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Dr. James Craik
Dr. James Craik
Dr. James Craik was born in the parish of Kirkbean, County Kirkcudbright, near Dumfries in Scotland in July of 1730. Craik was the son of William Craik, a member of the British Parliament and the laird of Arbigland, a 1,400-acre estate on the Firth of Solway on the west coast. Despite Craik being born out of wedlock, his father acknowledged his son, providing care and an education. The younger Craik pursued medical training at the University of Edinburgh and provided medical service to the British army upon graduation.

In 1750, James Craik immigrated to the West Indies to serve as an army surgeon. Soon after, however, he resigned his post and moved to Norfolk, Virginia where he opened a medical practice. Craik later moved to the frontier town of Winchester, practicing as a surgeon based at Fort Loudon. In March of 1754, Craik joined the Virginia Provincial Regiment and remained as unit surgeon until the regiment was disbanded in 1762.

Craik served with the regiment during what has become known as Braddock's Defeat, a failed British attempt to conquer the French-held Fort Duquesne in 1755. Craik treated Braddock's wounds until the general's death the next day. It was in this capacity that Craik met George Washington, who commanded the regiment from 1755 until 1758. Washington was given the task of protecting the Virginia and Maryland hinterlands and Craik served as the group's chief medical officer until 1756. Upon retirement from the army, Craik purchased a plantation at Port Tobacco, Maryland and began a new medical practice.

Craik and Washington's relationship continued to grow following their military service. In 1770, Craik accompanied Washington on a westward journey to the Ohio River Valley to view lands deeded to Washington as a result of his service in the French and Indian War. Fourteen years later in 1784, Craik and Washington took a similar trip to observe more of Washington's western lands.

Craik took an early, active interest in the push towards American independence, eventually serving closely with Washington as Assistant Director General of the Middle Department of the Continental Army in 1774. Four years later, in 1778, Craik warned Washington of the burgeoning "Conway Cabal" that sought to replace Washington as Commander-in-Chief with Horatio Gates.  Craik eventually rose to the second highest medical post in the army, where he served until the close of the war.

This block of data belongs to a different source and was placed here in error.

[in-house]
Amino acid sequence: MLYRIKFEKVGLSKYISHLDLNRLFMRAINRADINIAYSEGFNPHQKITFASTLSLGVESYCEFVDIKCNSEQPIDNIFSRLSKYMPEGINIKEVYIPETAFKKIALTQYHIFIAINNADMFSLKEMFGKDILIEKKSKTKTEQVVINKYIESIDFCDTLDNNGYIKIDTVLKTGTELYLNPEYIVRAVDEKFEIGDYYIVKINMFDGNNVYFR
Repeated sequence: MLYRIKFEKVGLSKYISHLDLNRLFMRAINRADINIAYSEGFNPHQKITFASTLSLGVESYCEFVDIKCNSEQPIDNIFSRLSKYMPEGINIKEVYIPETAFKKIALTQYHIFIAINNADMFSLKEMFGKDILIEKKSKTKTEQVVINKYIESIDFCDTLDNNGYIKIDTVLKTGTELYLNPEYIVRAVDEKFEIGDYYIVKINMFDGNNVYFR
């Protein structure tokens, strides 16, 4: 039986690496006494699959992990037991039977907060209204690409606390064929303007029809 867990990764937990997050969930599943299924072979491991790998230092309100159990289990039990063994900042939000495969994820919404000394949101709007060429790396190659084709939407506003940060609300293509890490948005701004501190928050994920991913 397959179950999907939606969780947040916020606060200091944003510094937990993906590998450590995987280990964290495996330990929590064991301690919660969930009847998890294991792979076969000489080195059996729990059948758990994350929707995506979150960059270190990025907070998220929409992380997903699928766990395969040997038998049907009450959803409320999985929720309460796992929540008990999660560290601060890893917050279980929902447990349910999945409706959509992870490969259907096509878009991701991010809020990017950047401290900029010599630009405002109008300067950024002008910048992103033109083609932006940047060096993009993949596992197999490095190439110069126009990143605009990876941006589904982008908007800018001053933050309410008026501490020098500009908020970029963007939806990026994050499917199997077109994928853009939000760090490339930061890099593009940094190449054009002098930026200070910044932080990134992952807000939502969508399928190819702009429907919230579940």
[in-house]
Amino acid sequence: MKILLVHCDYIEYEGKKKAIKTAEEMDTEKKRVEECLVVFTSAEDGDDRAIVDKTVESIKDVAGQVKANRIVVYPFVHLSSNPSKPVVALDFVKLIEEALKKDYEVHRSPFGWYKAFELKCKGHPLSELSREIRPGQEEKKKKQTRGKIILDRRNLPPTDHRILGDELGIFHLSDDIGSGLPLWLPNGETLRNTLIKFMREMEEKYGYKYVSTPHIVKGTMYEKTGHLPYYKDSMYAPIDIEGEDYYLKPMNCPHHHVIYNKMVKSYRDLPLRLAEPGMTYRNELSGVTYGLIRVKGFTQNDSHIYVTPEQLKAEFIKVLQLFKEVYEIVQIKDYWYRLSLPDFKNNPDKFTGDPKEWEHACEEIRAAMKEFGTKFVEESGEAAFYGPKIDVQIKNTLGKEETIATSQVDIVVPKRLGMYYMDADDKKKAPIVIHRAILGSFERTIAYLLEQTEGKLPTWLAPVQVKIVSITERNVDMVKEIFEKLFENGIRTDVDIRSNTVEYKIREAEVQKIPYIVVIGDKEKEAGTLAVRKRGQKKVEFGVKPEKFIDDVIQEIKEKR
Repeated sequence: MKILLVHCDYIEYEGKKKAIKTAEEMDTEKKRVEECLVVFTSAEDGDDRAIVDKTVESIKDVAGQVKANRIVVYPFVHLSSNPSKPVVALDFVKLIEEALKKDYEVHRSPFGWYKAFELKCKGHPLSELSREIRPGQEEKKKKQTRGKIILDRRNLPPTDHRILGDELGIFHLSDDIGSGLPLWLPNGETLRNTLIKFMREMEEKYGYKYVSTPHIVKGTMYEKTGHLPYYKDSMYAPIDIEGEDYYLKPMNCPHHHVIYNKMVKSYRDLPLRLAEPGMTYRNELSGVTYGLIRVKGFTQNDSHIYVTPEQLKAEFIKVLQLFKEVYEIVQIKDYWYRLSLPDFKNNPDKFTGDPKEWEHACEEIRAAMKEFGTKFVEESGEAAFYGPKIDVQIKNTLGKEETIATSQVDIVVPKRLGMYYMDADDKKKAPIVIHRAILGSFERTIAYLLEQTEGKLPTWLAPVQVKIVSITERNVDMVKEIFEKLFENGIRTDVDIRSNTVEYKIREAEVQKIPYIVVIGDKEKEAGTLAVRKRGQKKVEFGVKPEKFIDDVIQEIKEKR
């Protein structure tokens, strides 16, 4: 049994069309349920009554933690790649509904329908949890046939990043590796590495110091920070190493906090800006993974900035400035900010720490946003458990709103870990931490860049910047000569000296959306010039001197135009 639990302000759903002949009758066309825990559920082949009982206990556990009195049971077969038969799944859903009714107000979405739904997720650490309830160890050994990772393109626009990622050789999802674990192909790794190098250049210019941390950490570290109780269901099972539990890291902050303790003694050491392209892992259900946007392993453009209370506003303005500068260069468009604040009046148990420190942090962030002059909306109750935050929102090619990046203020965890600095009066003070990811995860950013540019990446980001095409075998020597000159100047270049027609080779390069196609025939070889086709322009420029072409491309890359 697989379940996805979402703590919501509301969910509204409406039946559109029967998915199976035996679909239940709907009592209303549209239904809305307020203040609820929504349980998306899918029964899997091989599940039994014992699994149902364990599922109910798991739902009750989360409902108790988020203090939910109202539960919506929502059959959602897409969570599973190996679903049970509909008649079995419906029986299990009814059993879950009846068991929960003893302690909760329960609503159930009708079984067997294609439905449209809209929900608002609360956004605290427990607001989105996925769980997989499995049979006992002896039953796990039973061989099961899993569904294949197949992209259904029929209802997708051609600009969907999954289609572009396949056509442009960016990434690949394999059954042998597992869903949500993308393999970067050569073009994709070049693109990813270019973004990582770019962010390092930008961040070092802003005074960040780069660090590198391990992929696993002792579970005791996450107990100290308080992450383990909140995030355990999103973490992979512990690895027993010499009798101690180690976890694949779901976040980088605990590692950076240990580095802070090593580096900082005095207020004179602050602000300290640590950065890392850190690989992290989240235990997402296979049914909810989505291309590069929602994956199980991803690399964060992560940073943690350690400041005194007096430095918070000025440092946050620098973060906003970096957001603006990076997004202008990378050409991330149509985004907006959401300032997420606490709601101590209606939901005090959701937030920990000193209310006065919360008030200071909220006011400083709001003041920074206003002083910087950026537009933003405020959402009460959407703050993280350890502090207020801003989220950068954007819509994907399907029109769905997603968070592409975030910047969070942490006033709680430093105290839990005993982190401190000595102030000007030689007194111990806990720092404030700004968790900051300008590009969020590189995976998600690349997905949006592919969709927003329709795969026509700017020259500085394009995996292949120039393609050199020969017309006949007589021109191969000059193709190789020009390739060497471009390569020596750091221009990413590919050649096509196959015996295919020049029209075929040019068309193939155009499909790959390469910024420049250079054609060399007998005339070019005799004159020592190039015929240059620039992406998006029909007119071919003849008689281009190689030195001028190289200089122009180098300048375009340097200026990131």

Unknown Artist, G. Washington in his Last Illness, attended by Docrs. Craik and Brown, 1800.
Unknown Artist, G. Washington in his Last Illness, attended by Docrs. Craik and Brown, 1800.
After the war's conclusion, Craik opened a medical practice in Alexandria, Virginia, and visited Mount Vernon frequently, serving as Washington's personal physician. In 1798, with Washington briefly called from his retirement to command the army in preparation for a possible war with France, Craik was named his chief medical officer. With war averted, Craik continued his medical practice in Alexandria.

On December 13, 1799, Craik was summoned to Mount Vernon to attend to a gravely ill Washington. Serving with two other doctors, Craik repeatedly attempted to cure what ailed the sickly former president. Washington passed away the next day, despite the best efforts of his long time friend and physician. Craik lived the rest of his life in Alexandria where he passed away in 1814 and was buried in the cemetery of the Old Presbyterian Meeting House.


Adam D. Shprintzen, Ph.D.
Marywood University


Duncan, Louis C. Medical Men in the American Revolution, 1775-1783. Carlisle Barracks, PA: Medical Field Service School, 1931.

Pilcher, James Evelyn. The Surgeon Generals of the Army of the United States of America: A Series of Biographical Sketches of the Senior Officers of the Military Medical Service from the American Revolution to the Philippine Pacification. Carlisle, PA: Association of Military Surgeons, 1905, 21–24.